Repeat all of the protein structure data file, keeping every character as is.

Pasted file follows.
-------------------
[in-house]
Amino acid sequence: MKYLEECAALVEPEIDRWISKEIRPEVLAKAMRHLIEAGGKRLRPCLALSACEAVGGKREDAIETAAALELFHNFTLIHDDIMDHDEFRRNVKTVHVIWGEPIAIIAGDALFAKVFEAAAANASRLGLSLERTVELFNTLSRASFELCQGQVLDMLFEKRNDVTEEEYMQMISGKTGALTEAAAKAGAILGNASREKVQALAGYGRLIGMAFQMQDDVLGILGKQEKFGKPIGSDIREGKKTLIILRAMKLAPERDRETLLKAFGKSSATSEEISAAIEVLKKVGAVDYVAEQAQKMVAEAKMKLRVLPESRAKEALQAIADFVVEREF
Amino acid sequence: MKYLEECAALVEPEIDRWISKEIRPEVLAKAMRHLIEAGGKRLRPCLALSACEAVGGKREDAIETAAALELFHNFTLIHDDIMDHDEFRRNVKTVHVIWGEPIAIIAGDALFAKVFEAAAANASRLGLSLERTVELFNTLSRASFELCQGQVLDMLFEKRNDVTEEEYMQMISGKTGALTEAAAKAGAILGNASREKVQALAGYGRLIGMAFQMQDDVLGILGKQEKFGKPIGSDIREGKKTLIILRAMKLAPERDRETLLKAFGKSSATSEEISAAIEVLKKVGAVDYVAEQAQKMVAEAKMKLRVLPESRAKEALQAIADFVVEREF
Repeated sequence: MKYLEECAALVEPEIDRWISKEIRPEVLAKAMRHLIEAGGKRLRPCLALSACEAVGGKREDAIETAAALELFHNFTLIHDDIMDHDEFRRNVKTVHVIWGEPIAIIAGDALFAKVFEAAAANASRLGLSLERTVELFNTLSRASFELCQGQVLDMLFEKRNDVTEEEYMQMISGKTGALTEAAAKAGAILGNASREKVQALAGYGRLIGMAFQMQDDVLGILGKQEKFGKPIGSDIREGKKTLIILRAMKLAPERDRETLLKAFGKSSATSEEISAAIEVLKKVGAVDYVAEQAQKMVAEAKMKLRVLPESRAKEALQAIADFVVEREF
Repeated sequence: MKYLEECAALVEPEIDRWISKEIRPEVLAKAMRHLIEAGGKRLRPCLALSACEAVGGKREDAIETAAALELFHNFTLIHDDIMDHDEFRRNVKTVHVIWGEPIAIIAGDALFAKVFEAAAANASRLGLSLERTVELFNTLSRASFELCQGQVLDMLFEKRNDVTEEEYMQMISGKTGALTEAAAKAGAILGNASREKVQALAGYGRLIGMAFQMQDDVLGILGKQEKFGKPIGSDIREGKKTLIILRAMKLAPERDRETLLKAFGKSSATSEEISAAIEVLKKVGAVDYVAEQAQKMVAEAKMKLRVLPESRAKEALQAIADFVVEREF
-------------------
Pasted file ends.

[in-house]
Amino acid sequence: MKYLEECAALVEPEIDRWISKEIRPEVLAKAMRHLIEAGGKRLRPCLALSACEAVGGKREDAIETAAALELFHNFTLIHDDIMDHDEFRRNVKTVHVIWGEPIAIIAGDALFAKVFEAAAANASRLGLSLERTVELFNTLSRASFELCQGQVLDMLFEKRNDVTEEEYMQMISGKTGALTEAAAKAGAILGNASREKVQALAGYGRLIGMAFQMQDDVLGILGKQEKFGKPIGSDIREGKKTLIILRAMKLAPERDRETLLKAFGKSSATSEEISAAIEVLKKVGAVDYVAEQAQKMVAEAKMKLRVLPESRAKEALQAIADFVVEREF
Amino acid sequence: MKYLEECAALVEPEIDRWISKEIRPEVLAKAMRHLIEAGGKRLRPCLALSACEAVGGKREDAIETAAALELFHNFTLIHDDIMDHDEFRRNVKTVHVIWGEPIAIIAGDALFAKVFEAAAANASRLGLSLERTVELFNTLSRASFELCQGQVLDMLFEKRNDVTEEEYMQMISGKTGALTEAAAKAGAILGNASREKVQALAGYGRLIGMAFQMQDDVLGILGKQEKFGKPIGSDIREGKKTLIILRAMKLAPERDRETLLKAFGKSSATSEEISAAIEVLKKVGAVDYVAEQAQKMVAEAKMKLRVLPESRAKEALQAIADFVVEREF
Repeated sequence: MKYLEECAALVEPEIDRWISKEIRPEVLAKAMRHLIEAGGKRLRPCLALSACEAVGGKREDAIETAAALELFHNFTLIHDDIMDHDEFRRNVKTVHVIWGEPIAIIAGDALFAKVFEAAAANASRLGLSLERTVELFNTLSRASFELCQGQVLDMLFEKRNDVTEEEYMQMISGKTGALTEAAAKAGAILGNASREKVQALAGYGRLIGMAFQMQDDVLGILGKQEKFGKPIGSDIREGKKTLIILRAMKLAPERDRETLLKAFGKSSATSEEISAAIEVLKKVGAVDYVAEQAQKMVAEAKMKLRVLPESRAKEALQAIADFVVEREF
Repeated sequence: MKYLEECAALVEPEIDRWISKEIRPEVLAKAMRHLIEAGGKRLRPCLALSACEAVGGKREDAIETAAALELFHNFTLIHDDIMDHDEFRRNVKTVHVIWGEPIAIIAGDALFAKVFEAAAANASRLGLSLERTVELFNTLSRASFELCQGQVLDMLFEKRNDVTEEEYMQMISGKTGALTEAAAKAGAILGNASREKVQALAGYGRLIGMAFQMQDDVLGILGKQEKFGKPIGSDIREGKKTLIILRAMKLAPERDRETLLKAFGKSSATSEEISAAIEVLKKVGAVDYVAEQAQKMVAEAKMKLRVLPESRAKEALQAIADFVVEREF